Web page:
- Количество слайдов: 19
Smart Dust: Unique Low Power Flexible Sensor Network Neil Goldsman, Haralabos (Babis) Papadopoulos and Shuvra Bhattacharyya Dept. of Electrical and Computer Engineering University of Maryland College Park
Lead Personnel All UMD ECE Faculty • Prof. Neil Goldsman –Director of ECE Mixed Signal VLSI Lab –Director of ECE Semiconductor Simulation Lab –Introduced RF VLSI Circuit Design to UMD –Other Areas: 3 D Integration • Prof. Haralabos (Babis) Papadopoulos –Institute for Systems Research –Communications and Signal Processing Laboratory –Center for Satellite Communications –Other Areas: Power Efficient Private Comm. Networks • Prof. Shuvra Bhattacharyya –Institute for Advanced Computer Studies –Digital VLSI Design Automation Laboratory –Embedded Systems Research Laboratory, –Communications and Signal Processing Laboratory –Other Areas: Embedded Software; Low Power Design
Outline • • Smart Dust Overview Electronics (Neil) – • Communications (Babis) – • RF VLSI, Hardware, Sensors and 3 D Integration Algorithms and Signal Processing Microcontrol (Shuvra) – Digital Hardware and Software for Data Flow and Processing
Overview: Smart Dust Network • A network of smart sensors (dust particles) that communicate with each other wirelessly and perform distributed computations. • Dust particle to be mm size (grain of sand). • Network to be seamlessly integrated into environment for flexible application. • Each dust particle usually contains a sensor, a micro-controller, a transceiver, and powering mechanisms • The network can contain several hundreds or even thousands of dust particles.
Overview: What is a Smart Dust Network? • The dust particles sense physical attributes of the environment, and then wirelessly communicate these attributes to other dust particles. • Using a distributed computing algorithms, the dust particles fuse their data, and make decisions based on the cumulative information of the overall network. • Applications: – – Motion and Distance tracking Biological and Chemical Environmental Factors Distributed Image Recognition and Optical Sensing Acoustic and Vibrational Sensing
Overview: The Challenges • Dust particles are small size but must still house RF and computational circuitry. • Low Power: Dust particles are either to be powered externally or by a power source that is commensurately sized with respect to the dust particle. We must perform RF communication, computations and sensing which minimize power use, but still overcome noise limitations and bit errors. • How to physically produce dust particles that allow for sensing, communication and computation on a system that is millimeter scale? • What special computational codes and hardware do we need, and what special communication algorithms do we need?
Overview: Overcoming the Challenges To develop a state-of-the-art smart dust system we have divided the project into three major tasks. 1. Design of Physical Smart Dust Particles (Neil). 2. Development of Network Communication Protocols and Fusion of Data (Babis). 3. Computation for Data Analysis and Network control (Shuvra).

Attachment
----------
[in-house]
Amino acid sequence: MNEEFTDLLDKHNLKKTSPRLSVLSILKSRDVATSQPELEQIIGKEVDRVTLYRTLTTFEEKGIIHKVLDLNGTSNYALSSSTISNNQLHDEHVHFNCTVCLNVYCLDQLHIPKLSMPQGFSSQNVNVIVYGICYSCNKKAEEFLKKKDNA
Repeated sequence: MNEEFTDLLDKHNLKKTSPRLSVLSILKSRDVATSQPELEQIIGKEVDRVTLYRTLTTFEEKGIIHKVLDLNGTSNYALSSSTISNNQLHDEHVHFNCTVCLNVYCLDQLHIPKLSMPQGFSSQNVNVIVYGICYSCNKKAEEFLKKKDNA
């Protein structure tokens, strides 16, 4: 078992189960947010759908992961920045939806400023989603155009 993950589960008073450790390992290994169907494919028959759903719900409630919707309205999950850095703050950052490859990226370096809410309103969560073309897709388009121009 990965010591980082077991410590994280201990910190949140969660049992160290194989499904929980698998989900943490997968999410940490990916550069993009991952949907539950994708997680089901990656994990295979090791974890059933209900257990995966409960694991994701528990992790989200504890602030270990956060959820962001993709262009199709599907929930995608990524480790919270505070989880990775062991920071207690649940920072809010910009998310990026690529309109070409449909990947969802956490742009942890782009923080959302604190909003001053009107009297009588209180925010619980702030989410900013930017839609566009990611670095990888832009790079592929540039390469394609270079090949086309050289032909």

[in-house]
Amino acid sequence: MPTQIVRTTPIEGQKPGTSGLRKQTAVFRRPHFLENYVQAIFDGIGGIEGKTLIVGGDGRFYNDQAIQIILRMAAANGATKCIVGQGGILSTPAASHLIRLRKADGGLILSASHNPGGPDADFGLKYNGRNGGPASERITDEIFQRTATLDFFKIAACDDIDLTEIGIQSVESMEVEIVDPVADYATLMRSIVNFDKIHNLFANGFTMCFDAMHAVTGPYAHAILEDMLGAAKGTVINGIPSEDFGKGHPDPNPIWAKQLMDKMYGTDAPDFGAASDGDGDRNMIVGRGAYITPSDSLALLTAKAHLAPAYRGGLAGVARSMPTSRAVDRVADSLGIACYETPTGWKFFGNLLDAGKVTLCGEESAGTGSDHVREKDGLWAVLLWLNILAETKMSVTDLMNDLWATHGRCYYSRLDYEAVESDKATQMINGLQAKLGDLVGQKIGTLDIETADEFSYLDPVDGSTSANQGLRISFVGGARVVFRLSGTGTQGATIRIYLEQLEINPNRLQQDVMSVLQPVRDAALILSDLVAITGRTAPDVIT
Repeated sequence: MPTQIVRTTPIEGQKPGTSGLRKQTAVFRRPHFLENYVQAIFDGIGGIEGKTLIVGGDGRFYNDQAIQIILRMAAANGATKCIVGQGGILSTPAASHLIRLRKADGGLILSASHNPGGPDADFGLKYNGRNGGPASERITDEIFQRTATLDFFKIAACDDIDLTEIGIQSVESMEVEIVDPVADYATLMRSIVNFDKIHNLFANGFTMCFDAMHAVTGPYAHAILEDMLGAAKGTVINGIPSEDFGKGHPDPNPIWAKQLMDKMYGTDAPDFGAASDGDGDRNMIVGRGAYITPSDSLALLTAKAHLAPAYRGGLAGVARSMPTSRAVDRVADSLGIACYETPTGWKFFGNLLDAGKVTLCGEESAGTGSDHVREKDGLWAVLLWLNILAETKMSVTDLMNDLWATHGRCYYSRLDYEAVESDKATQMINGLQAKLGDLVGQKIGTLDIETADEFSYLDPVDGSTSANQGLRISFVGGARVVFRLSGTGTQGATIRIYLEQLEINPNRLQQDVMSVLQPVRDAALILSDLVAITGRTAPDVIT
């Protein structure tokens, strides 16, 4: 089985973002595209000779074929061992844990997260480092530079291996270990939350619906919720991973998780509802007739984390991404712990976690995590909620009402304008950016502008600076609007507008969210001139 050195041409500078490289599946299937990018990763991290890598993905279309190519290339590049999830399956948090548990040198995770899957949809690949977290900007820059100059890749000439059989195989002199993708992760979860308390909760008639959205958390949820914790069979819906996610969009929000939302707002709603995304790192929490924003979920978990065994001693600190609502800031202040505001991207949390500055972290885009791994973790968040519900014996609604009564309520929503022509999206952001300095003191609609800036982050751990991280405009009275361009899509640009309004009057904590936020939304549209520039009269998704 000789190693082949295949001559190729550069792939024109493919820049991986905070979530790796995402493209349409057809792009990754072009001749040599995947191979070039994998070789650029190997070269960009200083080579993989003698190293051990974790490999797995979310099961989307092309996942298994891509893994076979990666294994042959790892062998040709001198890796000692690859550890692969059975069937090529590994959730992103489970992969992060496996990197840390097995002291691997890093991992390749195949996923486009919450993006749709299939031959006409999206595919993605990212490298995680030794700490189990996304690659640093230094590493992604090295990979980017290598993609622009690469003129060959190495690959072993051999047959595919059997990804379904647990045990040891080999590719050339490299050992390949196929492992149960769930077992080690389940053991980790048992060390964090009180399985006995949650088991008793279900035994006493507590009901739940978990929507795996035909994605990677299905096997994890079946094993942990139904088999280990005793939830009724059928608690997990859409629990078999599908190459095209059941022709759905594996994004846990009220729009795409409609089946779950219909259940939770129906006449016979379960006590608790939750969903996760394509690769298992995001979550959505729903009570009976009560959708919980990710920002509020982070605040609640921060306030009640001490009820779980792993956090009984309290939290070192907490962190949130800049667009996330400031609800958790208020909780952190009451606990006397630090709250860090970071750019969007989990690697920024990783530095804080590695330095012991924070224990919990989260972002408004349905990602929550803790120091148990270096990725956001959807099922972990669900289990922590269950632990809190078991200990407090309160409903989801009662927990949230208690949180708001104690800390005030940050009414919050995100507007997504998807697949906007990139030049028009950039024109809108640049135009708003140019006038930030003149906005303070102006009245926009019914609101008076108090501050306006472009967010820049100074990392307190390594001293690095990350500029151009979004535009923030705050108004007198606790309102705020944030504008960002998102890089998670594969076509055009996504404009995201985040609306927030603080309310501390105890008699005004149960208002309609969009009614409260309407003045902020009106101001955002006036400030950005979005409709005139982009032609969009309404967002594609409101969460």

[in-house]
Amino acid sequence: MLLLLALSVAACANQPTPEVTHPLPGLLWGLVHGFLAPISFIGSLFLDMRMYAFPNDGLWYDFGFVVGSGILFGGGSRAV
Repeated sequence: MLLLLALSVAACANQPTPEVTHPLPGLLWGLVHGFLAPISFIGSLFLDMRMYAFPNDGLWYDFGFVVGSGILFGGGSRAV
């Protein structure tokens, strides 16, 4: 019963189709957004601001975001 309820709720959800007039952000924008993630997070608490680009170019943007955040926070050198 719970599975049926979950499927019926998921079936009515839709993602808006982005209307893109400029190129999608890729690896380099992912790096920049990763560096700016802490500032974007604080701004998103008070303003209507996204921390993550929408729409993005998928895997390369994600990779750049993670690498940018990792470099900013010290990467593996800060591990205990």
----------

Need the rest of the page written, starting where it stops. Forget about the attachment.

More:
Design of Analog Smart Dust Particle Components Neil Goldsman
Dust Particle Basic Topology Achieve with State of Art CMOS, Novel Materials (CNTs) & Unique 3 D Integration L 1 Sensor ADC μP L 2 • Sensor: Optical, Biological, Temperature, etc. (analog) • μP: microprocessor (control and signal processing) • Tx, Rx: Transceiver Tx Rx
Use Phase-Locked Loop-Based Transceiver Rx BPF DEMOD LNA IMF IFF 1, 0 Series to Parallel Sample CLK f 1 -f 2= f 2 -f 3= f 3 -f 1= …. PLL N, N+1, N+2, … N, N+1 Tx PA MOD & Carrier CPU
Background: FSK PLL VLSI Chip Already Developed PLL Reference Frequency Dual Modulus Prescaler Digital Input Analog Input A/D Converter Shift Register Clock Data Sampling Rate Output
Background PLL FSK Chip Prototype Fabricated in 0. 5μ CMOS
PLL Output Measurements Low Phase Noise, Nice Lock Frequency: Phase Noise: 50 MHz 100 MHz 500 MHz -1. 6 d. Bc/Hz -1. 8 d. Bc/Hz -2. 2 d. Bc/Hz 20. 8 d. Bc/Hz 16. 5 d. Bc/Hz -1. 4 d. Bc/Hz
Analog Structures for Meeting Low Power, Small Size Dust Design Constraints • Operating frequency high GHz for small dimensions • On-Chip antenna tuned to high GHz • Transceivers rely heavily on tuned circuits – Need State of Art Inductors for Max Q and Min Area. – 3 D inductor and Antenna design – Carbon Nanotube Kinetic Inductor (2 nd generation) • Sensors – On chip temperature sensor array – Optical diode array (visible and infrared) – MEMS accelerometer, microphone (2 nd generation) • On-chip microwave power harvester – Antenna and Schottky diode form power supply Assemble into Single Dust Particle with Novel 3 D Integration Methods
Achieving Smart Dust with 3 D Integration • To integrate sensors, RF, and processors into a millimeter size system, 3 D integration is a likely approach. • We can build on our existing research in this area with LPS (G. Metze). • Integration achieved through modular levels. Three-Dimensional Integrated Dust Particle
3 D Inductor and Transformer Test Structures Prototype fabricated in 0. 5μ CMOS with MOSIS. Simulations indicate 3 D structures have much larger L and Q Currently being verified experimentally a with network analyzer.
Prototyping Temperature Sensor Array (10 x 10) Diodes are used as temperature sensors: Diode current increases exponentially with temperature. Fabricated in 0. 5μ CMOS
3 -D Prototyping Stacking Chip • New chip with structures that can connect in 3 D. • Uses Symmetric Vias for 3 D Interconnects” • Prototype fabricated in 0. 5μ CMOS with MOSIS.
Proof of Principle Prototype • Develop Temperature Sensor Smart Dust Network • Use aforementioned RF and Temperature Systems • Employ State of the Art Dust with 3 D Integration • Power – First with batteries – Second by harvesting the environment (RF, Heat) • Communication and Microcontrolling schemes to be used are described next.